Monday, June 4, 2012

Testing Your Design


You have your prototype at hand or maybe your mockup product. What now?

You might want to test it, and no, I don’t mean test it only by yourself! You want to test your prototype with people. Yes, actual people. And, no, not only yourself!

What’s the fuss about testing with people?

If you want to know how well is your design. People are your answer. If you want to know if it actually works, then again people are also your answer. If you want to know if people are going to swear or giggle when using it, then again people are your answer.

We can’t always predict how people will react to our design. In fact, while designing, we think we are geniuses and think that it is so easy and simple that people will use it in no time. People will not have a problem. People will understand it. People will get it right. That’s what we think.

Reality, however, is far from our imagination.

Let me walk you through a simple example. How many of you have used the ATM machine? I am guessing plenty. Okay, let us take it from here.

What do you do to withdraw cash from the ATM machine?
  1. You slide in your card.
  2. You enter your pin.
  3. You specify the amount of withdrawal.
  4. You press enter. 
How does the ATM machine respond?
  1. Gives you the receipt.
  2. Slides back your card.
  3. Shows up your money. 
Now, think about it. Why did the ATM machine respond in that order?

That is not random.

It turns out that when money showed up first, most people tended to forget to take back their cards not to mention the receipt. After all, they came all the way to the ATM machine to withdraw some money. They got it. They left. Ops. The card is gone!

The question is now, as a designer, would have you really thought of this issue? Or, did it arise when you witnessed people walking away from the ATM machines without their receipts and cards?

That’s why you have to involve the people. Interactive design requires people. Design is for people. Never forget them.

But then, how are you going to test those designs?

Don’t sweat it. There are tremendous amounts of ways. Your task though is to choose the right one to test whatever you want to test.

Some tests are formal while others are informal. You have to be careful in that because the results will vary.

Informal evaluation will get you the real deal.

Formal evaluation will get you better results; in the sense that people know how to use your product. Why is that? People in formal evaluations tend to think that they are tested for real. If they didn’t do it right, then they are incompetent so they try harder to get it right.

However, know this as the rule:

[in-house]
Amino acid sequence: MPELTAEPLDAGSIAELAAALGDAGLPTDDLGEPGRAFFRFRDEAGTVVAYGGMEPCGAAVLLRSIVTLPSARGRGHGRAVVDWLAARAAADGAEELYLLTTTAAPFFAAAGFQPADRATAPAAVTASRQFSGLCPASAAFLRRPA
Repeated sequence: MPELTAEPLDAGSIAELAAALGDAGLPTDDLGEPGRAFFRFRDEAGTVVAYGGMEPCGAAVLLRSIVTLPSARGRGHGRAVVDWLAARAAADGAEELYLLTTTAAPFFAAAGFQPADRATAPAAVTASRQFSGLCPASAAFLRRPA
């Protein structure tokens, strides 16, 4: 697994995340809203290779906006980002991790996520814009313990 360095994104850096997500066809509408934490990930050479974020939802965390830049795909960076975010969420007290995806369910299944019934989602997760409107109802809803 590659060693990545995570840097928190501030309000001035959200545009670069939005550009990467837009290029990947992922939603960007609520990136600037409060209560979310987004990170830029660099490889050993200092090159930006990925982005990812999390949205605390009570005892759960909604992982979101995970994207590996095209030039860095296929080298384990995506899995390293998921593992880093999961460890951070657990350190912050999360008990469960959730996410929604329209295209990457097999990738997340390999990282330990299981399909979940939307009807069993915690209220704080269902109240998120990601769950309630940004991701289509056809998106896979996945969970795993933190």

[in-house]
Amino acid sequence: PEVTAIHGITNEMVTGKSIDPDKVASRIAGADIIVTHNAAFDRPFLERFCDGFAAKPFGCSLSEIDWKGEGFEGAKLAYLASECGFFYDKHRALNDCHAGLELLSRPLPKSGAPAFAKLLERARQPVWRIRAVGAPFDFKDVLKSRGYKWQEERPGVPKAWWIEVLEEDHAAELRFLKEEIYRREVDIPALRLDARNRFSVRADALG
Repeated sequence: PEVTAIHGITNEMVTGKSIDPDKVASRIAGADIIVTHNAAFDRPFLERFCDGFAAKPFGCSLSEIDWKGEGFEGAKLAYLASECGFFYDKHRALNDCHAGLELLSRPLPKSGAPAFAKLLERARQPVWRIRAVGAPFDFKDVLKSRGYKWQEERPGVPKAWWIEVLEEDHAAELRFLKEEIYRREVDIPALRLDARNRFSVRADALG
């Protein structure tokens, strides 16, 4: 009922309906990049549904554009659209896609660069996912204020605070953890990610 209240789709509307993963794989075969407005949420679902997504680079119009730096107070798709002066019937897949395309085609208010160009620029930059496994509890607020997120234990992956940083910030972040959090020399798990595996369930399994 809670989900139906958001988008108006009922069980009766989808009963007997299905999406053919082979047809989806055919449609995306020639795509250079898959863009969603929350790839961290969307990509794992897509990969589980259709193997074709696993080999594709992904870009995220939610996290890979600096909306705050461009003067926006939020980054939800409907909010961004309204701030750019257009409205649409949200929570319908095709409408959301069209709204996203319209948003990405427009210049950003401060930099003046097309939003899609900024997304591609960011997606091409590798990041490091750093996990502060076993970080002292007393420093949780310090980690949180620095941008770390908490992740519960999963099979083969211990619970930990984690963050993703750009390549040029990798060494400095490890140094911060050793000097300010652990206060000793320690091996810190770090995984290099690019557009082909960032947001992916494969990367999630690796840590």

If a user doesn’t know how to use it, it is not his/her fault. It is your fault. Yes, it is the designer’s fault. It only means that you screwed up the job. It is never the user’s fault.

What are some of the techniques that you might use?

  1. Observation: It is powerful. It shows you how the user is going to think. It will reveal paths you never knew the user will navigate. It will show satisfaction. It will show frustration. Use it if you can but be careful though. If people know they are tested, it will affect their behavior. They will try harder to get it right and if they couldn’t get it right they might be more frustrated than the usual.
  2. Surveys: They are easy to structure, distribute and collect. Not the best option though for usability. Why is that? There is a difference between what people say they are going to do or think what they are going to do and what they actually are going to do. Could you recall the last time you decided to eat healthy and ended up with God knows what in your plate because it is so damn delicious?
  3. Focus Groups: A bunch of people gathered to discuss an idea. It’s a double edged sword, so be careful. Colleagues may tease your idea and challenge the thoughts to come up with something better while other's may prefer to remain quiet and be polite about their opinions concealing the real deal. It might be fun and most of the time it is very useful.
  4. Experts Feedback: They have done it lots and lots of times. They have been through it. They tasted the bitterness and the sweetness of it. It could start as “Dog Fooding” or you testing it yourself (tasting your own medicine), peer critique or heuristic evaluation where the design is evaluated against usability principles by professional evaluators.
  5. Comparative Experiments: You will have two more distinct options to be compared against each other. The difference here is that you are evaluating more than one design in contrast to just evaluating the effectiveness of the one and only. It could be done in the lab, the field or online.
  6. Stimulation and Formal Models: Results could be simulated by different inputs and combinations using software. It could be very handy when trying to test options, clicks or navigation paths to be taken. 
Now that you know the different techniques, how are you going to choose your best method(s)?

You have to do your homework. You need to weigh things out. You need to figure out what do you want the most?

Is it
  • Reliability?
  • Precision?
  • Generalizability?
  • Realism
  • Comparison?
  • Work Involved?
  • Availability?
  • Continuity?
  • Adaptability? 
There is no one absolute right answer or method. It all depends on one thing: What do you want people to do with your design? Walk away? Stay close? Come again? Or, never look back?

 Image Credits to: DigitalArt

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